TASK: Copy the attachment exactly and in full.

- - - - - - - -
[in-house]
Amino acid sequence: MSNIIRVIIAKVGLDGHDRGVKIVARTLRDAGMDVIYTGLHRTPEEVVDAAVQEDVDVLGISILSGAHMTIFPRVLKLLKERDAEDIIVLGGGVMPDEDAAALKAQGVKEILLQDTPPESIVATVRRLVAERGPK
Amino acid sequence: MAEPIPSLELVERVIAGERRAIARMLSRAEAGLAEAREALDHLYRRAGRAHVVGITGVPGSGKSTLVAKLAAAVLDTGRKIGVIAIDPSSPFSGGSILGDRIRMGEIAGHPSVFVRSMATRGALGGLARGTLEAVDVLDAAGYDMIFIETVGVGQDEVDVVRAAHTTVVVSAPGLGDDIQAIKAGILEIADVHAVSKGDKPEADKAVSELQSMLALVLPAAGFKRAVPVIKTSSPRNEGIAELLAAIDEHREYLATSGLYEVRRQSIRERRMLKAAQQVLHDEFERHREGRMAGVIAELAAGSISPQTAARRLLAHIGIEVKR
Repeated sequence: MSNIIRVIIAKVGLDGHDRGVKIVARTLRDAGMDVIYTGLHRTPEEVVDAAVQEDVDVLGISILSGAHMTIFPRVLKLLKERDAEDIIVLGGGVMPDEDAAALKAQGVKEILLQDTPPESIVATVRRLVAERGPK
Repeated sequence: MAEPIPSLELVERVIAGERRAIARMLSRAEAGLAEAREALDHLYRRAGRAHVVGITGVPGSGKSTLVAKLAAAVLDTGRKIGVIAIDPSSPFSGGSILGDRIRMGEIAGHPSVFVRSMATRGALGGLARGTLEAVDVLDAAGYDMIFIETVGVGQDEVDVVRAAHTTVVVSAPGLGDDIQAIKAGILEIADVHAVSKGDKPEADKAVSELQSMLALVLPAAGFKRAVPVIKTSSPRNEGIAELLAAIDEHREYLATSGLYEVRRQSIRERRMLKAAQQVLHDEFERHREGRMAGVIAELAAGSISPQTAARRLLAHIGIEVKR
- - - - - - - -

[in-house]
Amino acid sequence: MSNIIRVIIAKVGLDGHDRGVKIVARTLRDAGMDVIYTGLHRTPEEVVDAAVQEDVDVLGISILSGAHMTIFPRVLKLLKERDAEDIIVLGGGVMPDEDAAALKAQGVKEILLQDTPPESIVATVRRLVAERGPK
Amino acid sequence: MAEPIPSLELVERVIAGERRAIARMLSRAEAGLAEAREALDHLYRRAGRAHVVGITGVPGSGKSTLVAKLAAAVLDTGRKIGVIAIDPSSPFSGGSILGDRIRMGEIAGHPSVFVRSMATRGALGGLARGTLEAVDVLDAAGYDMIFIETVGVGQDEVDVVRAAHTTVVVSAPGLGDDIQAIKAGILEIADVHAVSKGDKPEADKAVSELQSMLALVLPAAGFKRAVPVIKTSSPRNEGIAELLAAIDEHREYLATSGLYEVRRQSIRERRMLKAAQQVLHDEFERHREGRMAGVIAELAAGSISPQTAARRLLAHIGIEVKR
Repeated sequence: MSNIIRVIIAKVGLDGHDRGVKIVARTLRDAGMDVIYTGLHRTPEEVVDAAVQEDVDVLGISILSGAHMTIFPRVLKLLKERDAEDIIVLGGGVMPDEDAAALKAQGVKEILLQDTPPESIVATVRRLVAERGPK
Repeated sequence: MAEPIPSLELVERVIAGERRAIARMLSRAEAGLAEAREALDHLYRRAGRAHVVGITGVPGSGKSTLVAKLAAAVLDTGRKIGVIAIDPSSPFSGGSILGDRIRMGEIAGHPSVFVRSMATRGALGGLARGTLEAVDVLDAAGYDMIFIETVGVGQDEVDVVRAAHTTVVVSAPGLGDDIQAIKAGILEIADVHAVSKGDKPEADKAVSELQSMLALVLPAAGFKRAVPVIKTSSPRNEGIAELLAAIDEHREYLATSGLYEVRRQSIRERRMLKAAQQVLHDEFERHREGRMAGVIAELAAGSISPQTAARRLLAHIGIEVKR